Escaping The Great Deception, by Derick Frank with Françoise Frank
I was loaned this book by some friends of mine who found themselves highly in agreement with the book’s material with some minor exceptions. I must admit that I found more to question within the book, but at the same time the book was a good one overall, dealing with the tricky subject of anti-Semitism within Christian church culture . This book is a case where an author has a good idea but he hasn’t done quite enough research to fully defend his thesis or to place it in its proper historical context and where he lacks the sort of biblical knowledge to make this a truly excellent and monumental book. As it is, this book gets most things right, but somewhat by “luck” instead of by firm knowledge. Even so, there is much to approve of and appreciate here, as the author shows himself to be a staunch foe of replacement theology, and that is definitely something to appreciate. Given that the book is so short and mostly on point, this is a book to recommend with some reservations (see below) but generally a book to appreciate.
This book is somewhat strangely organized. It contains six chapters and five appendices that are bizarrely labeled as “footnotes,” perhaps because the authors seem not to be very familiar with the naming conventions of books. At any rate, the six chapters in the book refer to a vision that the author claims to have had (1), a situation where the vision was put to the test in looking at the history of the Church Fathers and the Protestant Reformation (2), and the author’s attempt to penetrate what he calls the great deception (3). After this the author seeks to sow the seeds of truth (4), protect and nurture the truth (5), and prepare for the harvest of righteousness when Jews finally believe in their Savior (6). The five appendices of the books examine the problems with replacement theology (1), why Jesus hasn’t fulfilled everything yet (2), what happened to the law (3), who the land of Israel belongs to (4), and the need for repentance (5). The author seems like someone who wants to have a ministry and has the germ of a good idea but needs both a deeper understanding of biblical law and a better understanding of Church History to really drive that point home.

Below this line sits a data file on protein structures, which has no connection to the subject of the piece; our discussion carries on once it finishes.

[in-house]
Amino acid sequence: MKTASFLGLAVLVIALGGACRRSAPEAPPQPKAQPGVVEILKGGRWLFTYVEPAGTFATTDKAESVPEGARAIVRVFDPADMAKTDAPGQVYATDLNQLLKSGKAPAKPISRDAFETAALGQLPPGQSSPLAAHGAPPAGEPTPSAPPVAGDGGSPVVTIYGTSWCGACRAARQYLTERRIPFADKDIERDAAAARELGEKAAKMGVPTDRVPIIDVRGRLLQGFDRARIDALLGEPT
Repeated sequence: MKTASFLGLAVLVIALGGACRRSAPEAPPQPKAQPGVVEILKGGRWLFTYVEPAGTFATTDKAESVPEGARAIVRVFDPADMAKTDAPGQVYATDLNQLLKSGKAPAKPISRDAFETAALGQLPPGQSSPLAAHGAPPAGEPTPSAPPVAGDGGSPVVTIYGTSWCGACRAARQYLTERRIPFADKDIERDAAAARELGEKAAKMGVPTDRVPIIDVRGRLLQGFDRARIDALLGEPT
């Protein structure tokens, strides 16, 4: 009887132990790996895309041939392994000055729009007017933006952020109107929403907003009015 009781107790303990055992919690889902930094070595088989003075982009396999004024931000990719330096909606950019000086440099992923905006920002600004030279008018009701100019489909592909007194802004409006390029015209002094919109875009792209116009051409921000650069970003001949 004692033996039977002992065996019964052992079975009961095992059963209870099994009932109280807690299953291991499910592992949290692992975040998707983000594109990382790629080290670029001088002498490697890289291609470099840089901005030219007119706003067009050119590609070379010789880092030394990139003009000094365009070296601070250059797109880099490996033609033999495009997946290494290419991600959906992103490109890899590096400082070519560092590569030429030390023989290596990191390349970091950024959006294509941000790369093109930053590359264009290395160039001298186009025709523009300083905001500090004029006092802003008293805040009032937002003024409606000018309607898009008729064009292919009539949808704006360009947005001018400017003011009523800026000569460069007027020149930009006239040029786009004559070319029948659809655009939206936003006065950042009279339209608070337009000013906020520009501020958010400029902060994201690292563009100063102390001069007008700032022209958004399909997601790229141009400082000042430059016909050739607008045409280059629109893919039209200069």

Unsurprisingly, it is precisely these two areas where the book loses a little bit of its luster. For one, the author appears unable to address the proper place of the law. He wants to show himself obedient to the law as it is interpreted by Jesus Christ in the Gospels, itself a very noble and worthwhile goal, but there is too much of the influence of Hellenistic antinomian language for him to express himself well-enough. And indeed it is that Hellenistic Christianity that represents the “great deception” that the author laments but does not quite know how to define. We see in this Hellenistic Christianity a consistent hostility to Judaism, something which shows up as early as the late first and early second century AD among those who professed Christianity in the proto-Orthodox tradition. The author wants to point to later developments alone, but one can find this tendency in the writings of Ignatius, Barnabas, and others from only a generation or two removed from the Apostles. Anti-Semitism crept in rather early in the history of the Church and the author would do well to do a bit more research into this subject. That said, the book gets most things right and is at least aiming generally in the right direction, and that is worth a lot.
 See, for example: